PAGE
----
By Ashley Dunkak
CBS DETROIT – The likelihood of the Detroit Tigers retaining Max Scherzer has dropped dramatically over the weekend.
The Tigers announced Sunday morning that they made an offer to Scherzer, who had the season of his career in 2013, winning 21 games, starting the All-Star Game, recording a 2.90 ERA and 0.970 WHIP, and winning the Cy Young.
Tigers general manager Dave Dombrowski did not give details of the offer when he talked to reporters at spring training Sunday, but according to Jon Morosi of MLB Network, Detroit offered Scherzer a six-year, $144 million deal.
Scherzer, who turns 30 in July and enters free agency after this season, evidently did not think the Tigers offered him a sufficient amount.
The team released a statement about the status of their conversations with the pitcher.
“The Detroit Tigers have made a substantial, long-term contract extension offer to Max Scherzer that would have placed him among the highest paid pitchers in baseball, and the offer was rejected,” the team stated in a press release. “As we have reiterated, it has been the organization’s intent to extend Max’s contract and keep him in a Tigers uniform well beyond the 2014 season.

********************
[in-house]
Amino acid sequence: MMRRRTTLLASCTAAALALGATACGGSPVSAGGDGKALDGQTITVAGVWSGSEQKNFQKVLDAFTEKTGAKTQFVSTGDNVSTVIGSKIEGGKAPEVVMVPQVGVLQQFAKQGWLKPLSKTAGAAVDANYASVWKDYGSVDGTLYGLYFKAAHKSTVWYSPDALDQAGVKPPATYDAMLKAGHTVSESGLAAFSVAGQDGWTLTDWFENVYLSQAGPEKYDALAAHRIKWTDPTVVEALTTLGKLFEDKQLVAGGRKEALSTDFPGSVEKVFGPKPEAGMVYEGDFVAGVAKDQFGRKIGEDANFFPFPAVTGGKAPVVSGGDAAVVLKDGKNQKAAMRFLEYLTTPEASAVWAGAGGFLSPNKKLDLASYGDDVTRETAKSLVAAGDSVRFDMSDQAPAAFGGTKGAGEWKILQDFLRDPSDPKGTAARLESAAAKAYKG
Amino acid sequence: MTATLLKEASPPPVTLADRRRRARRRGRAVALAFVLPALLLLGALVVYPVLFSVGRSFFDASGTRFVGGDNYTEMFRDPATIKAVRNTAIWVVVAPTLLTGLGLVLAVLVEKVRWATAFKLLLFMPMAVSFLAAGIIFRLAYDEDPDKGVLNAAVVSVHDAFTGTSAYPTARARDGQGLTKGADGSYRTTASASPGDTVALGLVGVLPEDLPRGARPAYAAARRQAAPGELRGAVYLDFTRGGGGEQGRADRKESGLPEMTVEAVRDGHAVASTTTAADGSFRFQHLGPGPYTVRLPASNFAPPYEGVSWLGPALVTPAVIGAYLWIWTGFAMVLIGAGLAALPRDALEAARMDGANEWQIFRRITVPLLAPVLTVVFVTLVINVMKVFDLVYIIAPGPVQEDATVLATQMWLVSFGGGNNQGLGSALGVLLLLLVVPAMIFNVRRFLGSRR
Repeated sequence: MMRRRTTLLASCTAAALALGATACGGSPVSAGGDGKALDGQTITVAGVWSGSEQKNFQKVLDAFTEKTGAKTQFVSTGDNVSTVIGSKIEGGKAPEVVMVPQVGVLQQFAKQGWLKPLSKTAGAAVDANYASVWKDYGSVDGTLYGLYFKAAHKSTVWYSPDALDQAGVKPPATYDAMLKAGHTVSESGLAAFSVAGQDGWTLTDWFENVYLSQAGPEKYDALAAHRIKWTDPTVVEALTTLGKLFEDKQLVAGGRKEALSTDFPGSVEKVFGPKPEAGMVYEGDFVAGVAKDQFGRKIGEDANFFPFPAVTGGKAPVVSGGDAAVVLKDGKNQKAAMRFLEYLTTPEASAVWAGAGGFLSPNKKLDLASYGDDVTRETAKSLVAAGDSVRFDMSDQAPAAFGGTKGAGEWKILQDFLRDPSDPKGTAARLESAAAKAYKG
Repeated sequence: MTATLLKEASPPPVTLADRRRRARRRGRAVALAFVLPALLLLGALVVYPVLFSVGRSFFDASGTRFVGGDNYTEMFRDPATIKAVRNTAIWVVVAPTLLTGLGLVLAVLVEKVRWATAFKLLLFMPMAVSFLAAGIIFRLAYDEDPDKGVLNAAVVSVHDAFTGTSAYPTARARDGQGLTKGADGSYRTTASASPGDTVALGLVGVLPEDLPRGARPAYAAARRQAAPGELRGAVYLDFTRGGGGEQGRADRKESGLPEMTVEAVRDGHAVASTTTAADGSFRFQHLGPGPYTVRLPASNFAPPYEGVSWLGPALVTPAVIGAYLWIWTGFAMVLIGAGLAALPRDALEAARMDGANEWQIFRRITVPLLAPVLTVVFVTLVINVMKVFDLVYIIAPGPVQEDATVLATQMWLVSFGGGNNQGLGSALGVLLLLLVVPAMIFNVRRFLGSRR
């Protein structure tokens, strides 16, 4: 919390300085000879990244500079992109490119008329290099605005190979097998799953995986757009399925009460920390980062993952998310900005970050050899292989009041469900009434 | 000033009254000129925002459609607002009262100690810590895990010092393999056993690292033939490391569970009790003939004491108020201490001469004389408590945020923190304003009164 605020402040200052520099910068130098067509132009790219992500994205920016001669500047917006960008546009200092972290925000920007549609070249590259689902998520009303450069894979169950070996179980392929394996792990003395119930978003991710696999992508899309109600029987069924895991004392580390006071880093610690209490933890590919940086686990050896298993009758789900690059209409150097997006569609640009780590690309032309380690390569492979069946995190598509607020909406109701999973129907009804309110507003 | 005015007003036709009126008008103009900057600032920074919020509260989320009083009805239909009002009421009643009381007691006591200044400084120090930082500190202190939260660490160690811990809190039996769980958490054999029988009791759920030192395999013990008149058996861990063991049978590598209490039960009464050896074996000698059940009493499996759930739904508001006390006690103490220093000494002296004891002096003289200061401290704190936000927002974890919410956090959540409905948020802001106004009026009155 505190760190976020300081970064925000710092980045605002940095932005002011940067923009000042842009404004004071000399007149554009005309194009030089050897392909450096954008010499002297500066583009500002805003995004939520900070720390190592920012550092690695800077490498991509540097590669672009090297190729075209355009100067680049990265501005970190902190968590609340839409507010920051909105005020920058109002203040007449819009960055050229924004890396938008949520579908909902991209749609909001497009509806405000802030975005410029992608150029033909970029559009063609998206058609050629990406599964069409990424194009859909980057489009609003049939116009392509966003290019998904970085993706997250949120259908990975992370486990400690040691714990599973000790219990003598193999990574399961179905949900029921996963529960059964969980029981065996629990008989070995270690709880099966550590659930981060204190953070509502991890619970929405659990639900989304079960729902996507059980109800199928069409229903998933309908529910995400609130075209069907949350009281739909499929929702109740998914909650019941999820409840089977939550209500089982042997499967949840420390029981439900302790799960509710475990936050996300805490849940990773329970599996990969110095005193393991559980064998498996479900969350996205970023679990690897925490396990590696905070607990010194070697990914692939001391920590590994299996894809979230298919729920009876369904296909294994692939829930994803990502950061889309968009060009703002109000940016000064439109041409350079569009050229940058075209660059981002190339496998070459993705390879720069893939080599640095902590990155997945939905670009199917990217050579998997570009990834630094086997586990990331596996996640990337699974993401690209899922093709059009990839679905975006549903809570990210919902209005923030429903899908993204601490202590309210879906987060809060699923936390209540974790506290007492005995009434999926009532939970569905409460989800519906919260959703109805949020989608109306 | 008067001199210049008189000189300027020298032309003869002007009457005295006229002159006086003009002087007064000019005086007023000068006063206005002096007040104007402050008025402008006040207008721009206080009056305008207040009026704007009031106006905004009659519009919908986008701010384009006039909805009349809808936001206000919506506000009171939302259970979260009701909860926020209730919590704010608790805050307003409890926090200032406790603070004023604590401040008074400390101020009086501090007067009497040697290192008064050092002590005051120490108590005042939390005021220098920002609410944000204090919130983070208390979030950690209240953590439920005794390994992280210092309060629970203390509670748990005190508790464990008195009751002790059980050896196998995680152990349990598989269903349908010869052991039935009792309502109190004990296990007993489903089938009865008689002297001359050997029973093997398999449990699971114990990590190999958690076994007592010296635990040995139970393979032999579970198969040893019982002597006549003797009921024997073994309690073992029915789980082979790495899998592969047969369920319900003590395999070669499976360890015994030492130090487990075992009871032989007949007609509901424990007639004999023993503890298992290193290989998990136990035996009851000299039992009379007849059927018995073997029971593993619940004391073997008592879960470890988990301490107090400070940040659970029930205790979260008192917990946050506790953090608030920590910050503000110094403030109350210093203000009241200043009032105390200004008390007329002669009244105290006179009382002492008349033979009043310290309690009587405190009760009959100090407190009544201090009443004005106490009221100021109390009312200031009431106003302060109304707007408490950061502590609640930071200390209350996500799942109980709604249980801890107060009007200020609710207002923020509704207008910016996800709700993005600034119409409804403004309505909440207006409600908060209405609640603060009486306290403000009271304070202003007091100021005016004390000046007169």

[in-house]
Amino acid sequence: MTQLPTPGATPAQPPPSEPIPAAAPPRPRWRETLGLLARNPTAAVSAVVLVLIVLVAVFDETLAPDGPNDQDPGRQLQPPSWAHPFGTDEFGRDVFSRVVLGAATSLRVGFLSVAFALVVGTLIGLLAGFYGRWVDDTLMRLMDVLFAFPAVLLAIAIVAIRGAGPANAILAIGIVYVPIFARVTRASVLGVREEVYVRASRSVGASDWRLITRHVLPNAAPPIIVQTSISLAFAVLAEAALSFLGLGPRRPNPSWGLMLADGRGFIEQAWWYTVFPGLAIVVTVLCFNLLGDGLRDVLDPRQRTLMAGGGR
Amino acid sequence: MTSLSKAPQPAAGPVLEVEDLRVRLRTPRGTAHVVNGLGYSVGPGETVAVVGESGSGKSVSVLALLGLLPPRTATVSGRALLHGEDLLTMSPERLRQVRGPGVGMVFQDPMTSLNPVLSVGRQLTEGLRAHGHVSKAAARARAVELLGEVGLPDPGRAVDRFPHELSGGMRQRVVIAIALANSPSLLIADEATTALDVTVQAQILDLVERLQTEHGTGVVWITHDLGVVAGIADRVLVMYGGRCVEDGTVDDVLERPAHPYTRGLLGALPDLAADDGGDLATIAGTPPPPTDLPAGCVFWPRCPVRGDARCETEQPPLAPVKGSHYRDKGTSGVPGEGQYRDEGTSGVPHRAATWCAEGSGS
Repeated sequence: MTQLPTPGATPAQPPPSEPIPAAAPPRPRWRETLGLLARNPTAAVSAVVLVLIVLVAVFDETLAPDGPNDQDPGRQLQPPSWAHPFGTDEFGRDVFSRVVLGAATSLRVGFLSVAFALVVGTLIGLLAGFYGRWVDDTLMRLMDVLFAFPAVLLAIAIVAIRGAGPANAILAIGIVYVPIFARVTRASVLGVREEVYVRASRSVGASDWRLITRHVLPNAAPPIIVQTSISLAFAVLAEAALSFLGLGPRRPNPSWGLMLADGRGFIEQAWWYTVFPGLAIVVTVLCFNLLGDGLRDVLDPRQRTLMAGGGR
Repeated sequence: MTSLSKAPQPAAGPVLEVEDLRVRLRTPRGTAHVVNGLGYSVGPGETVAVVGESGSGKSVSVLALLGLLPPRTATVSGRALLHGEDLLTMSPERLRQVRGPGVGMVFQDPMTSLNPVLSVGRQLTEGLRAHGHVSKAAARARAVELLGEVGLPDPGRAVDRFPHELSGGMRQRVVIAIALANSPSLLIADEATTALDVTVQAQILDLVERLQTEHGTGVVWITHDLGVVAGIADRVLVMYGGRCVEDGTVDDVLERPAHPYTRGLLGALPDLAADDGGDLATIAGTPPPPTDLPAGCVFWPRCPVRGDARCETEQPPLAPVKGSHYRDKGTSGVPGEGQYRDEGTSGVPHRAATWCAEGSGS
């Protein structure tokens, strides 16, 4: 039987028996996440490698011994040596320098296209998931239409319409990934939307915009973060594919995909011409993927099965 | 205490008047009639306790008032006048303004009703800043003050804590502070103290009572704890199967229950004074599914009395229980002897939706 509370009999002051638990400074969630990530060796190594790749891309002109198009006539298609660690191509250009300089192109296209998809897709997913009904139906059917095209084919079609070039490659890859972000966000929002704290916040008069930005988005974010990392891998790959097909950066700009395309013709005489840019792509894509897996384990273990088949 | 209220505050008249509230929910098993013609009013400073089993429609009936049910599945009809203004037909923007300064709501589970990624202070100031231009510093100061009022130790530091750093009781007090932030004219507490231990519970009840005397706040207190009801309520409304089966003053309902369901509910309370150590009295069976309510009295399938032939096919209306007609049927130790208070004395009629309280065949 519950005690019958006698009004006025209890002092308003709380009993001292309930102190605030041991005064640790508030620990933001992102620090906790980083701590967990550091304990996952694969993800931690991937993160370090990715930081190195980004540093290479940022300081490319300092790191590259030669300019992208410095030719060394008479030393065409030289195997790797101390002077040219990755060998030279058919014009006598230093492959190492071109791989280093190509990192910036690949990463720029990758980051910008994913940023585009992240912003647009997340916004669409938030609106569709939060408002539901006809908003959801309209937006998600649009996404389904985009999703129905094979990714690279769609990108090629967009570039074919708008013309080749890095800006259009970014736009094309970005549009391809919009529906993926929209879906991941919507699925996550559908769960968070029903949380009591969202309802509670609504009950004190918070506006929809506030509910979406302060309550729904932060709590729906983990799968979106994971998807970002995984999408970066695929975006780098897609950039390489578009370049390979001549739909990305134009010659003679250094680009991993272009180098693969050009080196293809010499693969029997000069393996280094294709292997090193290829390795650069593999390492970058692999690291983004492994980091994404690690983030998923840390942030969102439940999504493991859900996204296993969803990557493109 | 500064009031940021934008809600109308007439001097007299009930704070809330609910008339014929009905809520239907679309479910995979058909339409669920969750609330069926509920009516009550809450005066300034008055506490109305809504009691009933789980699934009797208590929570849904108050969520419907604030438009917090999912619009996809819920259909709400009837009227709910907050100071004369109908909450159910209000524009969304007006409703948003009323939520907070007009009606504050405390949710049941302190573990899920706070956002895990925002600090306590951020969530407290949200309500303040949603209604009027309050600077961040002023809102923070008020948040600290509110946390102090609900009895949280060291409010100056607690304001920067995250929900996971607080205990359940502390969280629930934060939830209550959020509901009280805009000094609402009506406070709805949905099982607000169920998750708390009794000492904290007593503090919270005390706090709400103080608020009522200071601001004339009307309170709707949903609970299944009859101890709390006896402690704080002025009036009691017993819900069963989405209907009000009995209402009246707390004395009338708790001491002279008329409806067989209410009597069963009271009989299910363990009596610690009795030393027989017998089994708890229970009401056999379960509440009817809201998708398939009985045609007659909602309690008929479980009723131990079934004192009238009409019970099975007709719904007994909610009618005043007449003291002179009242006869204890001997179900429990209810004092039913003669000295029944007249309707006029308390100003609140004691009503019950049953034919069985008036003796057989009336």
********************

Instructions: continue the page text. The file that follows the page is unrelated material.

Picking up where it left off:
“While this offer would have accomplished that, the ballclub’s focus remains on the start of the upcoming season, and competing for a World Championship,” the statement continued. “Moving forward there will be no further in-season negotiation and the organization will refrain from commenting on this matter.”
The Tigers signed a one-year, $15.525 million deal with Scherzer for this season back in January. While the organization had always said it hoped Scherzer would stay, the possibility he would test the market loomed large, particularly since the pitcher has the free-agency-happy Scott Boras as his agent.
Speaking of Boras, baseball’s best known agent responded to the statement by the Tigers by tweaking it into a statement of his own.
“Max Scherzer made a substantial long-term offer to the Tigers that would have placed him among the highest-paid pitchers in baseball, and that offer was rejected,” Boras told ESPN and others. “Max has stated he is happy in Detroit with the city, the fans and his teammates. He looks forward to further discussion of a contract proposal at season’s end.”
As if the chances of Scherzer returning did not look slim enough with him headed for free agency, the not-so-subtle war of words between the team and Scherzer’s agent seems to indicate that the likelihood of the pitcher staying in Detroit is diminishing daily.